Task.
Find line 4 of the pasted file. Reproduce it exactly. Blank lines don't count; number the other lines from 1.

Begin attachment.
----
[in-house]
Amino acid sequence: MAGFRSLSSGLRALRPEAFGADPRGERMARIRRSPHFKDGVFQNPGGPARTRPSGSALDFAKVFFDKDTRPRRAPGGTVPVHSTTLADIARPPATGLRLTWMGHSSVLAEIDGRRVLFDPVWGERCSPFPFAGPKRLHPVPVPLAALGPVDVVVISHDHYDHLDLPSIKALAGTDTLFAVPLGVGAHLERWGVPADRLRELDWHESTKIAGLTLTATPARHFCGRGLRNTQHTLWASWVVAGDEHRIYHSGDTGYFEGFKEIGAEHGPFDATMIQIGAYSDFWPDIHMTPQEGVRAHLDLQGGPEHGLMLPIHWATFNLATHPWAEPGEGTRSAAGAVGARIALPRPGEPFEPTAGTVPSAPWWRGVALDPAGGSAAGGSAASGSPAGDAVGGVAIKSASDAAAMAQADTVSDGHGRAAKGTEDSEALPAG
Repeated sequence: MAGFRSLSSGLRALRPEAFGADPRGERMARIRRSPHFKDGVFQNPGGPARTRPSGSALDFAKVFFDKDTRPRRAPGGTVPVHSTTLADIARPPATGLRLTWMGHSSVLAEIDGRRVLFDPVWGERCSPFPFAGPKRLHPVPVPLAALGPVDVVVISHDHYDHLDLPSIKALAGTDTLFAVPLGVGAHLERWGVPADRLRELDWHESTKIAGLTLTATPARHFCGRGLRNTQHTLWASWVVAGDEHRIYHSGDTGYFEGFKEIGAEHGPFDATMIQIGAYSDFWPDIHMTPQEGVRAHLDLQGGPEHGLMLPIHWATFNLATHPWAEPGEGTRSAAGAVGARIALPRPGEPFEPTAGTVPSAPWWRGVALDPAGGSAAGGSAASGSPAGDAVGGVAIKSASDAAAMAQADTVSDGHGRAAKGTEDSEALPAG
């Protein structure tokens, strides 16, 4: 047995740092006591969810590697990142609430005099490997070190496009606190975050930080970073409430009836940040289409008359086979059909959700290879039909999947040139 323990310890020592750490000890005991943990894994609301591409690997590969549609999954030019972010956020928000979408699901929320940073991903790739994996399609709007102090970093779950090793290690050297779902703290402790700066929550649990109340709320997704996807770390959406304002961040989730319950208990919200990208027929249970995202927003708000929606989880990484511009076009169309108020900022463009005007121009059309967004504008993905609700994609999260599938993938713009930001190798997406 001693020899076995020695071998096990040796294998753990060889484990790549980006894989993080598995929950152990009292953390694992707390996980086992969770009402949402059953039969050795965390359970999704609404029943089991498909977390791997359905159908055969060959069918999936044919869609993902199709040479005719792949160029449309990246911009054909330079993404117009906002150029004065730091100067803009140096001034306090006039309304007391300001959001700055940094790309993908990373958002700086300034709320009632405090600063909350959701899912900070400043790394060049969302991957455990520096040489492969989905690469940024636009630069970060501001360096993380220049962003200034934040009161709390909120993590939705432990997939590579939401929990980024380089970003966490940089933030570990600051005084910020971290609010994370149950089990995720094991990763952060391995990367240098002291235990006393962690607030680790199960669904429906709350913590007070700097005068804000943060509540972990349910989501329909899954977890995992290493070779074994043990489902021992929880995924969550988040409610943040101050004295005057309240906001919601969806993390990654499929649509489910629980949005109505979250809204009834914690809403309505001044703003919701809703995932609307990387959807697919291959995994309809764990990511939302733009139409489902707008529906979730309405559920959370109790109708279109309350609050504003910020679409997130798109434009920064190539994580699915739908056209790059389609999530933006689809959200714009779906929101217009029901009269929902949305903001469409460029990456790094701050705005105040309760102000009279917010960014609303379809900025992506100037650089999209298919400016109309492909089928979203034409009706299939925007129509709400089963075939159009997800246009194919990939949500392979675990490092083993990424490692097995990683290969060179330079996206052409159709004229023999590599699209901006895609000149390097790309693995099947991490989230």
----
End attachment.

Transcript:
């Protein structure tokens, strides 16, 4: 047995740092006591969810590697990142609430005099490997070190496009606190975050930080970073409430009836940040289409008359086979059909959700290879039909999947040139 323990310890020592750490000890005991943990894994609301591409690997590969549609999954030019972010956020928000979408699901929320940073991903790739994996399609709007102090970093779950090793290690050297779902703290402790700066929550649990109340709320997704996807770390959406304002961040989730319950208990919200990208027929249970995202927003708000929606989880990484511009076009169309108020900022463009005007121009059309967004504008993905609700994609999260599938993938713009930001190798997406 001693020899076995020695071998096990040796294998753990060889484990790549980006894989993080598995929950152990009292953390694992707390996980086992969770009402949402059953039969050795965390359970999704609404029943089991498909977390791997359905159908055969060959069918999936044919869609993902199709040479005719792949160029449309990246911009054909330079993404117009906002150029004065730091100067803009140096001034306090006039309304007391300001959001700055940094790309993908990373958002700086300034709320009632405090600063909350959701899912900070400043790394060049969302991957455990520096040489492969989905690469940024636009630069970060501001360096993380220049962003200034934040009161709390909120993590939705432990997939590579939401929990980024380089970003966490940089933030570990600051005084910020971290609010994370149950089990995720094991990763952060391995990367240098002291235990006393962690607030680790199960669904429906709350913590007070700097005068804000943060509540972990349910989501329909899954977890995992290493070779074994043990489902021992929880995924969550988040409610943040101050004295005057309240906001919601969806993390990654499929649509489910629980949005109505979250809204009834914690809403309505001044703003919701809703995932609307990387959807697919291959995994309809764990990511939302733009139409489902707008529906979730309405559920959370109790109708279109309350609050504003910020679409997130798109434009920064190539994580699915739908056209790059389609999530933006689809959200714009779906929101217009029901009269929902949305903001469409460029990456790094701050705005105040309760102000009279917010960014609303379809900025992506100037650089999209298919400016109309492909089928979203034409009706299939925007129509709400089963075939159009997800246009194919990939949500392979675990490092083993990424490692097995990683290969060179330079996206052409159709004229023999590599699209901006895609000149390097790309693995099947991490989230």